Rutherford Junior High Year 7 student leaders had a lesson in leadership on Friday when they accompanied leaders from other walks of life to the Bridge to Nowhere in the Mangapurua Valley.
The trip entailed a van ride to Pipiriki where Ken Howarth took the group up the Whanganui River by jetboat to the Mangapurua Landing. From there everyone walked the well-maintained tracks to the bridge, the last remnant of the failed Mangapurua farming settlement.
Included in the party were mayor Hamish McDouall, Whanganui District councillor Rob Vinsen and his wife Lynne, WDC principal adviser — corporate / customer solutions manager Marianne (Maz) Cavanagh, Rev Caleb Rowe from the Anglican parish of Christ Church, and teachers and support staff of Rutherford Junior High, the seven student leaders and this reporter.
Rutherford Junior High principal Diane Henare explained the purpose of the trip.
"We always take the Year 7s going into Year 8, to pull them more into leadership. They've been leaders all year, but it's stepping them up to that next level ready for Year 8 leadership.
"This trip is about showing our kids the leaders of our city and different forms of leadership."
Some of the guests had accompanied the school on a recent educational trip to Whanganui's sister city in Japan and Diane wanted those who had not yet done so, to see the Bridge to Nowhere.
The day began at 8am.
Piripi Blake, "outgoing board chair, incoming Rutherford deputy principal", said a karakia, which was followed by a round of introductions, then everyone left the school in two vans at 8.15 on Friday morning.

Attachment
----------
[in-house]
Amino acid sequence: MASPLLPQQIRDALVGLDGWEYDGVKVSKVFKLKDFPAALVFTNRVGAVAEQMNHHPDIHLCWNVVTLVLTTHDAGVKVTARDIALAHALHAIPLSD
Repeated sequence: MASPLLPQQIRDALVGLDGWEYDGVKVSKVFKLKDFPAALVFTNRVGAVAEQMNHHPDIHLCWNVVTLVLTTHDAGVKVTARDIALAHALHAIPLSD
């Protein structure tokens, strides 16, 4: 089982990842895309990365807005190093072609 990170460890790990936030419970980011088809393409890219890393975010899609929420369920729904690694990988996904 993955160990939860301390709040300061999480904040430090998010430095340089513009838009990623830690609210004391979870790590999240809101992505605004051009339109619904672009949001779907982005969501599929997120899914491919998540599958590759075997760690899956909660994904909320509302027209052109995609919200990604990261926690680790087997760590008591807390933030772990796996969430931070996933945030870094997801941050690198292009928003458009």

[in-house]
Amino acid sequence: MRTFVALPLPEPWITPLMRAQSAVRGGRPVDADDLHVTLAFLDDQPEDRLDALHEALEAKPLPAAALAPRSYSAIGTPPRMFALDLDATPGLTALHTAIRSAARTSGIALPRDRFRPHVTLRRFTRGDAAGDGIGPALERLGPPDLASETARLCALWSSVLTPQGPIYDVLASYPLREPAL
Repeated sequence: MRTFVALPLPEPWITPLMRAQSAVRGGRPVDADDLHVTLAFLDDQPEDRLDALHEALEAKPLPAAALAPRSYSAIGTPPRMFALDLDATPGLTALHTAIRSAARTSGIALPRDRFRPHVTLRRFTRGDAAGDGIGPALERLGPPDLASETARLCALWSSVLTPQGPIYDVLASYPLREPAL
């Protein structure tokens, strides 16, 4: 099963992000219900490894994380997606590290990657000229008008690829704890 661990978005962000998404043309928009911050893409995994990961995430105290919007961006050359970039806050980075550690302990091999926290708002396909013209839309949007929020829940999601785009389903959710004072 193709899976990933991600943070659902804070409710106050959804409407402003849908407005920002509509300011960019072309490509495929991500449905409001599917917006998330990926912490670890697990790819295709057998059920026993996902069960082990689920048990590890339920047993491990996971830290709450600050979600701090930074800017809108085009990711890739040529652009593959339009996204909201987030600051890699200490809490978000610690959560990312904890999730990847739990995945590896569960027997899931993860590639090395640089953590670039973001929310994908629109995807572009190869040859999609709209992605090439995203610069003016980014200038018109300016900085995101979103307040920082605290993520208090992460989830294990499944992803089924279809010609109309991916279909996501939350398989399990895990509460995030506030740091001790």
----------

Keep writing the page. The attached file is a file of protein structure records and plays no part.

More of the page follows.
After a toilet stop and leg stretch at Hiruharama, we drove on to Pipiriki and the office of Whanganui River Adventures. Ken Howarth doled out lifejackets, instructed us in their use, and all 19 of us fitted comfortably into the powerful 20-seater jetboat for the ride upriver. Ken occasionally stopped the boat at places of interest and always slowed to allow easy passage for canoeists, of which there were plenty. The river was busy.
At Mangapurua Landing we left the boat and trekked the easy track to the Bridge to Nowhere on the Mangapurua, where Ken expertly recounted the history of the ill-fated farming community on land provided to returned servicemen by the New Zealand Government after World War 1.
The trip home included a stop at Te Ao Marama, a marae high above the river upstream from Pipiriki. There, after a long climb and a powhiri, we enjoyed a large lunch provided by the marae and looked at the restoration work being undertaken to bring the buildings back into service. The wharepuni is an example of old style building, complete with raupo remnants in the ceiling.
The jetboat trip back to Pipiriki included a number of exhilarating spins (doughnuts) on the river, with our young student leaders yelling for more!